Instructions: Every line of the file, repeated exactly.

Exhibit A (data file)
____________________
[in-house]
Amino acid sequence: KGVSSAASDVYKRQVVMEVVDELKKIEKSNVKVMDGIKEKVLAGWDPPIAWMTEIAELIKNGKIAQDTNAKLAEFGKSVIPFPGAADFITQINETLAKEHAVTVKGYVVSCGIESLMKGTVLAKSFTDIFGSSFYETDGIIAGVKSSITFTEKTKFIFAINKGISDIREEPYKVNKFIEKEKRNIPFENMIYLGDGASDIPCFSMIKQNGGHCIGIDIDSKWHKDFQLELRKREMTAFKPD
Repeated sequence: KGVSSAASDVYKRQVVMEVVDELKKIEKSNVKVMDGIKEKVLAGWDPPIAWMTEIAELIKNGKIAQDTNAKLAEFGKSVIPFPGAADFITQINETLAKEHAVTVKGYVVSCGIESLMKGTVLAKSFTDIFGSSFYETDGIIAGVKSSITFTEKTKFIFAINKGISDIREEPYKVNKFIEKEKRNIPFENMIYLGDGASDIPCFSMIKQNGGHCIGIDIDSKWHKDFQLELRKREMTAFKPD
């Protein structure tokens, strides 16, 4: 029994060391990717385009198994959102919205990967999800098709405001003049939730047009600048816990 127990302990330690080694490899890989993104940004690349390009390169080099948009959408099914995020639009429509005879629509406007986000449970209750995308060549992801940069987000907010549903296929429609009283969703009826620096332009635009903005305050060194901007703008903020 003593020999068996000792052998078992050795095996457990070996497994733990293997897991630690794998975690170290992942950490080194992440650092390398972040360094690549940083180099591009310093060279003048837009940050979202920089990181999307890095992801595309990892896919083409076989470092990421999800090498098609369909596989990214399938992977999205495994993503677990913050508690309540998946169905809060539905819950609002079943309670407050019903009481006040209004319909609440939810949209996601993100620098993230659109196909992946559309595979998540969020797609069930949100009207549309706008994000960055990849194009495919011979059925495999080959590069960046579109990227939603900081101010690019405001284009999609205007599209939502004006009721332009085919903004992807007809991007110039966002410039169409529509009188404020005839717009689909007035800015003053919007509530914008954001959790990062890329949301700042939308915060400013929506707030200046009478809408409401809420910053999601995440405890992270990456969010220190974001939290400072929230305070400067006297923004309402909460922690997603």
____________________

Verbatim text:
[in-house]
Amino acid sequence: KGVSSAASDVYKRQVVMEVVDELKKIEKSNVKVMDGIKEKVLAGWDPPIAWMTEIAELIKNGKIAQDTNAKLAEFGKSVIPFPGAADFITQINETLAKEHAVTVKGYVVSCGIESLMKGTVLAKSFTDIFGSSFYETDGIIAGVKSSITFTEKTKFIFAINKGISDIREEPYKVNKFIEKEKRNIPFENMIYLGDGASDIPCFSMIKQNGGHCIGIDIDSKWHKDFQLELRKREMTAFKPD
Repeated sequence: KGVSSAASDVYKRQVVMEVVDELKKIEKSNVKVMDGIKEKVLAGWDPPIAWMTEIAELIKNGKIAQDTNAKLAEFGKSVIPFPGAADFITQINETLAKEHAVTVKGYVVSCGIESLMKGTVLAKSFTDIFGSSFYETDGIIAGVKSSITFTEKTKFIFAINKGISDIREEPYKVNKFIEKEKRNIPFENMIYLGDGASDIPCFSMIKQNGGHCIGIDIDSKWHKDFQLELRKREMTAFKPD
């Protein structure tokens, strides 16, 4: 029994060391990717385009198994959102919205990967999800098709405001003049939730047009600048816990 127990302990330690080694490899890989993104940004690349390009390169080099948009959408099914995020639009429509005879629509406007986000449970209750995308060549992801940069987000907010549903296929429609009283969703009826620096332009635009903005305050060194901007703008903020 003593020999068996000792052998078992050795095996457990070996497994733990293997897991630690794998975690170290992942950490080194992440650092390398972040360094690549940083180099591009310093060279003048837009940050979202920089990181999307890095992801595309990892896919083409076989470092990421999800090498098609369909596989990214399938992977999205495994993503677990913050508690309540998946169905809060539905819950609002079943309670407050019903009481006040209004319909609440939810949209996601993100620098993230659109196909992946559309595979998540969020797609069930949100009207549309706008994000960055990849194009495919011979059925495999080959590069960046579109990227939603900081101010690019405001284009999609205007599209939502004006009721332009085919903004992807007809991007110039966002410039169409529509009188404020005839717009689909007035800015003053919007509530914008954001959790990062890329949301700042939308915060400013929506707030200046009478809408409401809420910053999601995440405890992270990456969010220190974001939290400072929230305070400067006297923004309402909460922690997603």